The WRR project—a joint venture between ALPRO Energy and Water and the South Davis Sewer District—will become a food waste digestion facility that will divert 180,000 tons of food waste per year from area landfills, extending the life of these landfills as well as reducing greenhouse gas emissions equivalent to taking 12,000 cars off the highway, according to GE.
GE is providing the main components of the digestion system, specifically its Re:Sep 2.0 separation technology for removing contaminants such as plastics and paper, sequential gas mixing technology and a pump mixing system for the digestion tanks and heat exchangers for the heating process. Plastics, metals and glass will be recovered and recycled. A phase two project is being planned that also may include natural gas-fired engines.
“The WRR project will produce energy from waste organics including prepared and packaged foods, fruits and vegetables, meat and dairy, fats, oils, grease, expired beverages, screened curbside wastes and liquid organics from major food processors in the area. Using the anaerobic digestion technology not only converts these organic wastes into RNG, but it also produces a nutrient-rich, bio-based fertilizer. The facility will be the first in Utah, and GE’s advanced technologies are the key to diverting these organic wastes from landfills,” says Eric Alder, vice president of operations, Alder Construction.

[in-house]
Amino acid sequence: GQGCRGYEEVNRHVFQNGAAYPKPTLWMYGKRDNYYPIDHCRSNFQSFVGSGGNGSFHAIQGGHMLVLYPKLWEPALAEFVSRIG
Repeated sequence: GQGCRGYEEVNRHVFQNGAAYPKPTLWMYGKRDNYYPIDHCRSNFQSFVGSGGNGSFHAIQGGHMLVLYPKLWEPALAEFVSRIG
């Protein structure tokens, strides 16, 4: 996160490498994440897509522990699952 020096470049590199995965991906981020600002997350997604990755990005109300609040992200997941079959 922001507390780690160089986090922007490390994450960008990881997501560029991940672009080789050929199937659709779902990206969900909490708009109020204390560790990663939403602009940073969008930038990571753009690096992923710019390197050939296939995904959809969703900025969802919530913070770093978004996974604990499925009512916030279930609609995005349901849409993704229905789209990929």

Using GE’s technology, the organic material entering the facility will be mechanically separated and made into a digestible slurry. The slurry will mix with other liquid wastes and be anaerobically digested to generate biogas and a marketable fertilizer product. The biogas will be captured and purified, converted into RNG and fed into the nearby gas pipeline. After the phase two project is complete, the facility will have the ability to utilize the biogas in the gas engines for power generation and heat recovery or exported to the grid.
“Using anaerobic digestion technology, food waste can become a sustainable energy resource instead of a waste stream. Instead of disposing of organic food waste in a landfill, which causes greenhouse gas emissions, biogas can be used to generate electricity, biomethane and even compressed for vehicle fuel. In the case of the Wasatch Resource Recovery project, the facility will use GE’s Re:Sep and gas engine technologies to convert the biogas into renewable energy and fertilizer,” said Kevin Cassidy, global leader, engineered systems—GE Water & Process Technologies.
Construction has begun, and the facility is scheduled to become operational in the third quarter of 2018. The first phase of the project will process 180,000 tons per year of source separated organics, and the second phase will increase the capacity to 250,000 tons per year.